Kamel became an expert at swaddling while I was pregnant. Practiced it all of the time pre-baby. And what happened? Gabe hated it, always escaped, his arms always finding their freedom. So we stopped doing that, got him a sleep sack and he slept great, no more fighting the swaddle.
Bottom line, your kid and how your kid fits into your family will dictate a lot of what you do, but this is also something that you have a lot of control over. You get to choose based on what you think is important and what is best for your kid. And your kid will let you know what works for them and what doesn’t, then you’ll adjust.
For so long we think of babies theoretically. “When I have a kid it will be like this, and I will do this and this and that. When I become a mom I will be this kind of mom, not that kind of mom.” But then, your baby comes and they are not theoretical. They are real. And they are immediately their own being with their own personalities and their own specific needs. Your job as a mom (and dad) is to figure out what those things are and how to fit them into your already established world and family.
Now for the second part of your question: Will you change after having a baby?
The quick answer: Yes and No.
We are always changing, right? That’s sort of the cop out response, but it’s true. I think you want me say you won’t change and you’ll still be you, and that would be super comforting, but it would be a shitty answer.
Did you change while you were in college? Did you change after you met your husband and went through all that was engagement and the wedding? Are you the same person you were 10 years ago? 5 years ago? (Sometimes Yes and sometimes No, right?)
When you are a mom it is harder to make time for the stuff that is just about YOU.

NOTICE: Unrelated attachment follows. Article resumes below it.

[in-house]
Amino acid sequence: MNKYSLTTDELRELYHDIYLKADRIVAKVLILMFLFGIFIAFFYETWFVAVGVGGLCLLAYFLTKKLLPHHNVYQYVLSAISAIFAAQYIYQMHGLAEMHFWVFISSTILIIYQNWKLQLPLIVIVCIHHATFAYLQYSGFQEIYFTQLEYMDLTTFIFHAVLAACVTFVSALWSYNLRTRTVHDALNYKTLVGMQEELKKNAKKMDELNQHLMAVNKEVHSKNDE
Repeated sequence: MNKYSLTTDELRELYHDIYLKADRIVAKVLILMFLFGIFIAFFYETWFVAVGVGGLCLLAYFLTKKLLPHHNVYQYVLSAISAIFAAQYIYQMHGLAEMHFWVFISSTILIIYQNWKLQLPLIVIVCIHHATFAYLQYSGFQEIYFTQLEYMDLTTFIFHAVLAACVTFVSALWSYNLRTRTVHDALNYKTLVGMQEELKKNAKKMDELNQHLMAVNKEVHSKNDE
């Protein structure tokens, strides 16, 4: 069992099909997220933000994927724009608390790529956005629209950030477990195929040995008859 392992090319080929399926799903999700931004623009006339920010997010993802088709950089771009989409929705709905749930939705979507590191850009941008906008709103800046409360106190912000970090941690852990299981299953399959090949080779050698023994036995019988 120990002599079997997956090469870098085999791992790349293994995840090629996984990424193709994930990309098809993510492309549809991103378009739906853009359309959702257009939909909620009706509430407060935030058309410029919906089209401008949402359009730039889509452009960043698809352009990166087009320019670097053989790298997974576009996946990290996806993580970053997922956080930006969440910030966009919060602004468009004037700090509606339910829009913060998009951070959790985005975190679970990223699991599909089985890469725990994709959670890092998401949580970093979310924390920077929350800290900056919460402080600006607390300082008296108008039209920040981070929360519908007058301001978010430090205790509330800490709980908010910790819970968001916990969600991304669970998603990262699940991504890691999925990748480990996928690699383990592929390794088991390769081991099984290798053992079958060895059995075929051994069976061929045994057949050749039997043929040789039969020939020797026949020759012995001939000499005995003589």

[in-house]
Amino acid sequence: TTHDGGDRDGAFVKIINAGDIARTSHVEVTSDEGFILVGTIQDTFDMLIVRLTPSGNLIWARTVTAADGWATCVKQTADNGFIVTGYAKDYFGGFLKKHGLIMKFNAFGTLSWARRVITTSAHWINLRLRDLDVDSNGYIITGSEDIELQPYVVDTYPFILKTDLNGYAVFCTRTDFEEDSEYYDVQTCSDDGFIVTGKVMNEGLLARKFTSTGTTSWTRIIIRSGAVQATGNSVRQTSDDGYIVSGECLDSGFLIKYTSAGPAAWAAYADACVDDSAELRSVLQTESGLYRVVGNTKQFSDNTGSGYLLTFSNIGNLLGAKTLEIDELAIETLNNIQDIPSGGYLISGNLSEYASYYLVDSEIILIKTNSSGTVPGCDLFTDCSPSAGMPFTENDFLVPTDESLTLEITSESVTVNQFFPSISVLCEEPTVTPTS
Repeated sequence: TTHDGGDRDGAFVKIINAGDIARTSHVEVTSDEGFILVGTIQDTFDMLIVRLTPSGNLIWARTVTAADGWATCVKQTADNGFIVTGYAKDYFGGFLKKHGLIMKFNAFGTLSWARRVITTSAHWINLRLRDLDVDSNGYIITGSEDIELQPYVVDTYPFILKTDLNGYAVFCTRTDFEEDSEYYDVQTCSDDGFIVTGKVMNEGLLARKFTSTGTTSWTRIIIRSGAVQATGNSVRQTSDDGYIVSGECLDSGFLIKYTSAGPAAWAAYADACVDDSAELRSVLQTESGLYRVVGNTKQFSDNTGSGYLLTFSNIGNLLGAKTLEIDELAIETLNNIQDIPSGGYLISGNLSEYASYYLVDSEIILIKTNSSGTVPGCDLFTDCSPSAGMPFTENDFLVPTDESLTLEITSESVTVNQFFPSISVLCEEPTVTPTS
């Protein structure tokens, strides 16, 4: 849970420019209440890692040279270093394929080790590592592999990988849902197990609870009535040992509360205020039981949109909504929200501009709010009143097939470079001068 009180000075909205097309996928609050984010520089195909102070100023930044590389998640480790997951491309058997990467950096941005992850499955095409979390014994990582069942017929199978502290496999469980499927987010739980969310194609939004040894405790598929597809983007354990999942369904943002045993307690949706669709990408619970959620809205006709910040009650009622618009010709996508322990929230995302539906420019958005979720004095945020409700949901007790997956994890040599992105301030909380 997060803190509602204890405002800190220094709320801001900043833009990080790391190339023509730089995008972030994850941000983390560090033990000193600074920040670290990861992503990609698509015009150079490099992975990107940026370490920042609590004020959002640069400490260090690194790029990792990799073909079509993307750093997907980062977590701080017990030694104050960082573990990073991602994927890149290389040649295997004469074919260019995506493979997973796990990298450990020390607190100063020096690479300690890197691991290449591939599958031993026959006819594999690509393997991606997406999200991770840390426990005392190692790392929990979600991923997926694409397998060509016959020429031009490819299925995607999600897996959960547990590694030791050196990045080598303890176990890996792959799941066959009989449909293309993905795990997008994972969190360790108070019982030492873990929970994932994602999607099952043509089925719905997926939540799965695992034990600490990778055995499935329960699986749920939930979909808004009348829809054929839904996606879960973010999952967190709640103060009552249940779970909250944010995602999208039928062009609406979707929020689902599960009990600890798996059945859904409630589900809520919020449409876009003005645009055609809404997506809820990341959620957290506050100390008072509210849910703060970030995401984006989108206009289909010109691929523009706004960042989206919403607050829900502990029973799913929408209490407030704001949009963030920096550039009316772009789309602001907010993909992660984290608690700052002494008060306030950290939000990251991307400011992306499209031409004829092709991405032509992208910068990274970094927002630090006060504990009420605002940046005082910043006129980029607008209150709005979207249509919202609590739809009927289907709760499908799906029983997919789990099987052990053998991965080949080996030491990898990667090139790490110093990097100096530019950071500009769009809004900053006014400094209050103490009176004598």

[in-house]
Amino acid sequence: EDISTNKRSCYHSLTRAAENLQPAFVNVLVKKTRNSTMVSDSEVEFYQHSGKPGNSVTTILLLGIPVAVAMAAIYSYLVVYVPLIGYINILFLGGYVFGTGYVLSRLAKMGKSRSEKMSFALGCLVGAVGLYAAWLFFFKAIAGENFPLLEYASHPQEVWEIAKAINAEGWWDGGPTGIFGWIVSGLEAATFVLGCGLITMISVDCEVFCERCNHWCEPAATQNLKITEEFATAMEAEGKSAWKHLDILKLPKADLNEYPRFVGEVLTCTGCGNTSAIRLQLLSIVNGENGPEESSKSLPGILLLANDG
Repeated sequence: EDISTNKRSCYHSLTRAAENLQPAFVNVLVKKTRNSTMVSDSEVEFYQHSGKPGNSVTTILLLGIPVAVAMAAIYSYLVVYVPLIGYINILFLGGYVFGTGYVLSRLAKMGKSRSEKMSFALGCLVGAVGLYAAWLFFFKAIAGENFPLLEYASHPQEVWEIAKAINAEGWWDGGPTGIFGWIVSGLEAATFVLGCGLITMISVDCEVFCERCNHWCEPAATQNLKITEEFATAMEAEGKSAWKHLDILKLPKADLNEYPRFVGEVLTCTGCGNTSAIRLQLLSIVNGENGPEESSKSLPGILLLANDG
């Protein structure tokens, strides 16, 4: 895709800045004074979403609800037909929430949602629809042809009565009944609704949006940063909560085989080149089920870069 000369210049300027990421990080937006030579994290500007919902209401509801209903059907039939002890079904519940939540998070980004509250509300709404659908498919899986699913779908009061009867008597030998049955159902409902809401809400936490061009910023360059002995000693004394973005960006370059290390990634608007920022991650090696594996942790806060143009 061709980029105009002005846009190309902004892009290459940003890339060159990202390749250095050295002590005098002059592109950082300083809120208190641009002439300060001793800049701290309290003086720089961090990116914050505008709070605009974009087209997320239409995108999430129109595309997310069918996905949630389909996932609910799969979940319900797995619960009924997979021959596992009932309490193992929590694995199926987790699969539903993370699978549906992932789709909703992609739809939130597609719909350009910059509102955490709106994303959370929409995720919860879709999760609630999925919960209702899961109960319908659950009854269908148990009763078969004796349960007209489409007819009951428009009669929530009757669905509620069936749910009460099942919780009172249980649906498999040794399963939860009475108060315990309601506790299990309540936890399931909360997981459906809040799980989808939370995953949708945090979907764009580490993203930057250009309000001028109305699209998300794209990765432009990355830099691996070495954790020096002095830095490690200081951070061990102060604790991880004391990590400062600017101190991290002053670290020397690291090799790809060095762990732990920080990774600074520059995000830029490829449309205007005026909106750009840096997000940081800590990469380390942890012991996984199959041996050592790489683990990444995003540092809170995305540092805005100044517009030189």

When you are a mom your priorities change. Your kid becomes a floating priority in the 1-3 category. Sometimes #1, sometimes fuck everything, stop the presses, my baby wins all the games. Sometimes #2! Sometimes your marriage and your husband are #1, but your kid is there being a close second. Sometimes in order to make time for the stuff that is JUST YOU, your kid is maybe #3. Maybe keeping them alive is the best you can do today, tomorrow they can be back to #1, but maybe for a day, an afternoon, a week, whatever – you are not the greatest mom in the world and the greatest wife, you are just you – and that’s ok.
When you are a mom you are no longer alive just to be alive and do your thing. You are now responsible for not completely fucking up another person. That is a big responsibility.
When you are a mom the things you have to do often outnumber the things you want to do.
When you are a mom you are absolutely the same person you were before and absolutely not the same.
It is ok to be Terrifically Terrified of this. It’s a big thing! If you didn’t change a little bit by going through all that is pregnancy and making a human and then having them come out of your body and then being allowed to just …. take them home and care for them! If that wasn’t a big deal, then what would be the point?
Another thought on your letter: There are no rules, Terrifically Terrified. If you want to talk about being pregnant before it has been 3 months, then talk about it. My only advice there: tell the people you would naturally go to if you miscarried. Tell the people you want along on the journey regardless of the (totally normal and common) outcome, just to keep yourself as emotionally safe as possible.
And one last thing. The best piece of advice Kamel and I ever got was from Kamel’s old boss: “Remember, everyone is going to tell you how to be a parent because everyone is their own expert, but the truth is the only expert on your child and your family is YOU. So fuck everyone else.”
In the end, Terrifically Terrified… fuck everyone else.